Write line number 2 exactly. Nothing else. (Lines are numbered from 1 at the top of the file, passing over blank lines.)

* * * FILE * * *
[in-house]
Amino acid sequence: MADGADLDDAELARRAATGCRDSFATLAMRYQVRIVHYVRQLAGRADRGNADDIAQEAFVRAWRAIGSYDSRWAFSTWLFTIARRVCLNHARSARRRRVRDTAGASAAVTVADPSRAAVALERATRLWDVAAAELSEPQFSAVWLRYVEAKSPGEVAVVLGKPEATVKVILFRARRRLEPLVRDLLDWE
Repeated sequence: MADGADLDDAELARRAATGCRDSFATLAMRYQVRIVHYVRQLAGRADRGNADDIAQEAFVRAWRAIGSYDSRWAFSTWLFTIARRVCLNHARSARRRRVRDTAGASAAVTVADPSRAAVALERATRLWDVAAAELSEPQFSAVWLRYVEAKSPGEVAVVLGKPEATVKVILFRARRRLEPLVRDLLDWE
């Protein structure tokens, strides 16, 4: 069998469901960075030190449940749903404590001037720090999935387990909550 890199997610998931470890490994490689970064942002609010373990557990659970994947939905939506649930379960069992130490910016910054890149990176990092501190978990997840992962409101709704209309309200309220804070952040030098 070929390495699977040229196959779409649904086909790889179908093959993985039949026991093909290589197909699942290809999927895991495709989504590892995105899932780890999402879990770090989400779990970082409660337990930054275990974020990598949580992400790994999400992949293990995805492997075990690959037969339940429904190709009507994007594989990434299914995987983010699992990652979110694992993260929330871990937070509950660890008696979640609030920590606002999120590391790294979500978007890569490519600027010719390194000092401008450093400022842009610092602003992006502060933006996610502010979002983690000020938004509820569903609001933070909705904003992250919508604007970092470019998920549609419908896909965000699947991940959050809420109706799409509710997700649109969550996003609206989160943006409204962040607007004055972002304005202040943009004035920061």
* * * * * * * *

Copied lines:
Amino acid sequence: MADGADLDDAELARRAATGCRDSFATLAMRYQVRIVHYVRQLAGRADRGNADDIAQEAFVRAWRAIGSYDSRWAFSTWLFTIARRVCLNHARSARRRRVRDTAGASAAVTVADPSRAAVALERATRLWDVAAAELSEPQFSAVWLRYVEAKSPGEVAVVLGKPEATVKVILFRARRRLEPLVRDLLDWE